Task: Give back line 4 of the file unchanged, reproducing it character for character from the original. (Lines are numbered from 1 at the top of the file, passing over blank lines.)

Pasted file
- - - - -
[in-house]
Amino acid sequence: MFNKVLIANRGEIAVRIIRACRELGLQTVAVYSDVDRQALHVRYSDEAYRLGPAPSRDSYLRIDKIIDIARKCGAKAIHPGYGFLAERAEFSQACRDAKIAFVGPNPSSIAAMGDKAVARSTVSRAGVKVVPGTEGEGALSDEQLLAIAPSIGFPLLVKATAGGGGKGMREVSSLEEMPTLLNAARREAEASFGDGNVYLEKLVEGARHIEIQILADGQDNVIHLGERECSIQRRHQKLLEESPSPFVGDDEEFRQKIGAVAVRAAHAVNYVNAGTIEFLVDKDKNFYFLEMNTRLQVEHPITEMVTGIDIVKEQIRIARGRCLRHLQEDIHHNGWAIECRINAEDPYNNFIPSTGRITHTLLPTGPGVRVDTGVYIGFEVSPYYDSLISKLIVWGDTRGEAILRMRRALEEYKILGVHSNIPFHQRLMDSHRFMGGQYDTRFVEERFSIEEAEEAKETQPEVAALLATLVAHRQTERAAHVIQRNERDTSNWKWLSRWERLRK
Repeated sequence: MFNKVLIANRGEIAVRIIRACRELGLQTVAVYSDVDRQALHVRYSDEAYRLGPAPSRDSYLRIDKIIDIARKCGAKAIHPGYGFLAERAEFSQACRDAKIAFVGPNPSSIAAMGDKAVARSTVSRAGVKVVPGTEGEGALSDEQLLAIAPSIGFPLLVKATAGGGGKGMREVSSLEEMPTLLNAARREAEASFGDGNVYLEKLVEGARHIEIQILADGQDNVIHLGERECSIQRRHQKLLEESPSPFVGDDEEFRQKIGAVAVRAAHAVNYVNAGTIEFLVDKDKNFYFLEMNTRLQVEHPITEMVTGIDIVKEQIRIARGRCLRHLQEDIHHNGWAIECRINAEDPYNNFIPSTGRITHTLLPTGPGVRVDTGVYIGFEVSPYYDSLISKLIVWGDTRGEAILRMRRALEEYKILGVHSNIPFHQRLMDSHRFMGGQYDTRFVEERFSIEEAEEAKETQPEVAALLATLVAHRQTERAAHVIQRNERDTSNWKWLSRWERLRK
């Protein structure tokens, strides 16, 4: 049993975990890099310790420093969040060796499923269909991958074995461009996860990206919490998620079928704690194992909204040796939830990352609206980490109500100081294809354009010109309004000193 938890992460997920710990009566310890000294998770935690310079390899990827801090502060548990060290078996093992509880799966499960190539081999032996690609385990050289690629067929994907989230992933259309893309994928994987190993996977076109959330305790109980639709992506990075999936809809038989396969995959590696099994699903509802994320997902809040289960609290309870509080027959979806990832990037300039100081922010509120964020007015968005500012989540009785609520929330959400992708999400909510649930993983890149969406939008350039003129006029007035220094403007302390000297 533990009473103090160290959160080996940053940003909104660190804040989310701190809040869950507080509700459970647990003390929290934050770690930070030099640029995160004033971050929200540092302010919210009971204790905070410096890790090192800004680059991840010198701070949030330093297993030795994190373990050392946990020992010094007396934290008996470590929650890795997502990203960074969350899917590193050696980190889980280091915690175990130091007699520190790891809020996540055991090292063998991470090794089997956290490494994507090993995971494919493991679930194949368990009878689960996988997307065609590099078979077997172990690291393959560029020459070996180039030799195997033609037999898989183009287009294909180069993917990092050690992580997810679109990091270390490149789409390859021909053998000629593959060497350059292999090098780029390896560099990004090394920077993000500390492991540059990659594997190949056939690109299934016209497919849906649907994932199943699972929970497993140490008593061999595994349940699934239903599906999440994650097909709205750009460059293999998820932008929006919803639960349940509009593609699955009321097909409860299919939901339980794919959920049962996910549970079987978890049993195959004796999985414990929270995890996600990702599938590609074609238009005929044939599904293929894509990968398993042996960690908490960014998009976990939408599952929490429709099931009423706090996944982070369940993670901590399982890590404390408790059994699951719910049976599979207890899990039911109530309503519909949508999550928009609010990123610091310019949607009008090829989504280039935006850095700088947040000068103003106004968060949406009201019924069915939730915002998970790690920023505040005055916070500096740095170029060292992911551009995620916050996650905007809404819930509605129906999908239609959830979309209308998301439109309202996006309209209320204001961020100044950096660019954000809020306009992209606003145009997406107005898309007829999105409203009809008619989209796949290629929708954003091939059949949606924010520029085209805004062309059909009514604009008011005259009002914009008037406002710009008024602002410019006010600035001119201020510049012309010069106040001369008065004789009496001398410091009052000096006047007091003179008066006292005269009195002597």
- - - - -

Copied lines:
């Protein structure tokens, strides 16, 4: 049993975990890099310790420093969040060796499923269909991958074995461009996860990206919490998620079928704690194992909204040796939830990352609206980490109500100081294809354009010109309004000193 938890992460997920710990009566310890000294998770935690310079390899990827801090502060548990060290078996093992509880799966499960190539081999032996690609385990050289690629067929994907989230992933259309893309994928994987190993996977076109959330305790109980639709992506990075999936809809038989396969995959590696099994699903509802994320997902809040289960609290309870509080027959979806990832990037300039100081922010509120964020007015968005500012989540009785609520929330959400992708999400909510649930993983890149969406939008350039003129006029007035220094403007302390000297 533990009473103090160290959160080996940053940003909104660190804040989310701190809040869950507080509700459970647990003390929290934050770690930070030099640029995160004033971050929200540092302010919210009971204790905070410096890790090192800004680059991840010198701070949030330093297993030795994190373990050392946990020992010094007396934290008996470590929650890795997502990203960074969350899917590193050696980190889980280091915690175990130091007699520190790891809020996540055991090292063998991470090794089997956290490494994507090993995971494919493991679930194949368990009878689960996988997307065609590099078979077997172990690291393959560029020459070996180039030799195997033609037999898989183009287009294909180069993917990092050690992580997810679109990091270390490149789409390859021909053998000629593959060497350059292999090098780029390896560099990004090394920077993000500390492991540059990659594997190949056939690109299934016209497919849906649907994932199943699972929970497993140490008593061999595994349940699934239903599906999440994650097909709205750009460059293999998820932008929006919803639960349940509009593609699955009321097909409860299919939901339980794919959920049962996910549970079987978890049993195959004796999985414990929270995890996600990702599938590609074609238009005929044939599904293929894509990968398993042996960690908490960014998009976990939408599952929490429709099931009423706090996944982070369940993670901590399982890590404390408790059994699951719910049976599979207890899990039911109530309503519909949508999550928009609010990123610091310019949607009008090829989504280039935006850095700088947040000068103003106004968060949406009201019924069915939730915002998970790690920023505040005055916070500096740095170029060292992911551009995620916050996650905007809404819930509605129906999908239609959830979309209308998301439109309202996006309209209320204001961020100044950096660019954000809020306009992209606003145009997406107005898309007829999105409203009809008619989209796949290629929708954003091939059949949606924010520029085209805004062309059909009514604009008011005259009002914009008037406002710009008024602002410019006010600035001119201020510049012309010069106040001369008065004789009496001398410091009052000096006047007091003179008066006292005269009195002597």